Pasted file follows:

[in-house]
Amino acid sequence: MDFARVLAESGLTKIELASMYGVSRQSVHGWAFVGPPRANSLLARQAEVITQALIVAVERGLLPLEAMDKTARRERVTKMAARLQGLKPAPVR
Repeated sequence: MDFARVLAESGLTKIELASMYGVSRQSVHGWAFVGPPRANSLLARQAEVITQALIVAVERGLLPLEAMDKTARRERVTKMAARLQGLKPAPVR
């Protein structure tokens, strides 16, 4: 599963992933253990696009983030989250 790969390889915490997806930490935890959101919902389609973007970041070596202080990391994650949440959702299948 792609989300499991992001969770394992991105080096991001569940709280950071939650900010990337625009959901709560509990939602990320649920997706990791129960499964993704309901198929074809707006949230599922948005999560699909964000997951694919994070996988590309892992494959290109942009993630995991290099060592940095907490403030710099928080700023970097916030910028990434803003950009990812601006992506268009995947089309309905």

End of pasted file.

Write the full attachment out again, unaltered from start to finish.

[in-house]
Amino acid sequence: MDFARVLAESGLTKIELASMYGVSRQSVHGWAFVGPPRANSLLARQAEVITQALIVAVERGLLPLEAMDKTARRERVTKMAARLQGLKPAPVR
Repeated sequence: MDFARVLAESGLTKIELASMYGVSRQSVHGWAFVGPPRANSLLARQAEVITQALIVAVERGLLPLEAMDKTARRERVTKMAARLQGLKPAPVR
């Protein structure tokens, strides 16, 4: 599963992933253990696009983030989250 790969390889915490997806930490935890959101919902389609973007970041070596202080990391994650949440959702299948 792609989300499991992001969770394992991105080096991001569940709280950071939650900010990337625009959901709560509990939602990320649920997706990791129960499964993704309901198929074809707006949230599922948005999560699909964000997951694919994070996988590309892992494959290109942009993630995991290099060592940095907490403030710099928080700023970097916030910028990434803003950009990812601006992506268009995947089309309905």